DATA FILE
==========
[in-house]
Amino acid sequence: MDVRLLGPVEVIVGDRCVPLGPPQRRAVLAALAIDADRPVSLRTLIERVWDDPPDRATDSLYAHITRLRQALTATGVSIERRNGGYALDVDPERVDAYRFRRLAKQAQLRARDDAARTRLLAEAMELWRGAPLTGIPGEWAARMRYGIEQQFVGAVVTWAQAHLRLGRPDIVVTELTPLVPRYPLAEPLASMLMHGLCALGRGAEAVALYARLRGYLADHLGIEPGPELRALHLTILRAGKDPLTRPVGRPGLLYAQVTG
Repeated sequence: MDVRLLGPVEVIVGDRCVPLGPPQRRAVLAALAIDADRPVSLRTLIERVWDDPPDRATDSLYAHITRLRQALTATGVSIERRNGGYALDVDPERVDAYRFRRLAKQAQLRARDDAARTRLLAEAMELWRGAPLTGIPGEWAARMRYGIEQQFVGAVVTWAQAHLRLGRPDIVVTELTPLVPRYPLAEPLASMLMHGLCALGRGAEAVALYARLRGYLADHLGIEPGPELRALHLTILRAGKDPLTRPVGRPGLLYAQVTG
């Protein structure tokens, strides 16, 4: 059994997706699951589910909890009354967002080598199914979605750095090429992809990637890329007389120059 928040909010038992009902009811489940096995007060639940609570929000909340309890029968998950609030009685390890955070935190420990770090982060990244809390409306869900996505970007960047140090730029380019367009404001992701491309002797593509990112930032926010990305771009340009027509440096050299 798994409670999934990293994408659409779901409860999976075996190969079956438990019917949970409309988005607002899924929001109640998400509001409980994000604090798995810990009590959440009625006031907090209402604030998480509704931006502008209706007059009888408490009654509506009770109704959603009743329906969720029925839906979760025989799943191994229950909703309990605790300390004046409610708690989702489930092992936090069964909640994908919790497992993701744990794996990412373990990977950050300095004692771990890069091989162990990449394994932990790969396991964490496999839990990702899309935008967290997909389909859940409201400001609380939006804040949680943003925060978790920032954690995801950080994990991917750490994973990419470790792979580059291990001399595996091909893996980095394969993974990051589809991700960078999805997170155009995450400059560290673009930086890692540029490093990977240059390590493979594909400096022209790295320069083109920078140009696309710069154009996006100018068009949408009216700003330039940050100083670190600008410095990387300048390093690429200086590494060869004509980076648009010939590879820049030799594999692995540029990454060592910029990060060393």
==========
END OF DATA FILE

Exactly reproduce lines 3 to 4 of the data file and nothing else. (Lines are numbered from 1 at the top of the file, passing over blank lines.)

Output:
Repeated sequence: MDVRLLGPVEVIVGDRCVPLGPPQRRAVLAALAIDADRPVSLRTLIERVWDDPPDRATDSLYAHITRLRQALTATGVSIERRNGGYALDVDPERVDAYRFRRLAKQAQLRARDDAARTRLLAEAMELWRGAPLTGIPGEWAARMRYGIEQQFVGAVVTWAQAHLRLGRPDIVVTELTPLVPRYPLAEPLASMLMHGLCALGRGAEAVALYARLRGYLADHLGIEPGPELRALHLTILRAGKDPLTRPVGRPGLLYAQVTG
């Protein structure tokens, strides 16, 4: 059994997706699951589910909890009354967002080598199914979605750095090429992809990637890329007389120059 928040909010038992009902009811489940096995007060639940609570929000909340309890029968998950609030009685390890955070935190420990770090982060990244809390409306869900996505970007960047140090730029380019367009404001992701491309002797593509990112930032926010990305771009340009027509440096050299 798994409670999934990293994408659409779901409860999976075996190969079956438990019917949970409309988005607002899924929001109640998400509001409980994000604090798995810990009590959440009625006031907090209402604030998480509704931006502008209706007059009888408490009654509506009770109704959603009743329906969720029925839906979760025989799943191994229950909703309990605790300390004046409610708690989702489930092992936090069964909640994908919790497992993701744990794996990412373990990977950050300095004692771990890069091989162990990449394994932990790969396991964490496999839990990702899309935008967290997909389909859940409201400001609380939006804040949680943003925060978790920032954690995801950080994990991917750490994973990419470790792979580059291990001399595996091909893996980095394969993974990051589809991700960078999805997170155009995450400059560290673009930086890692540029490093990977240059390590493979594909400096022209790295320069083109920078140009696309710069154009996006100018068009949408009216700003330039940050100083670190600008410095990387300048390093690429200086590494060869004509980076648009010939590879820049030799594999692995540029990454060592910029990060060393």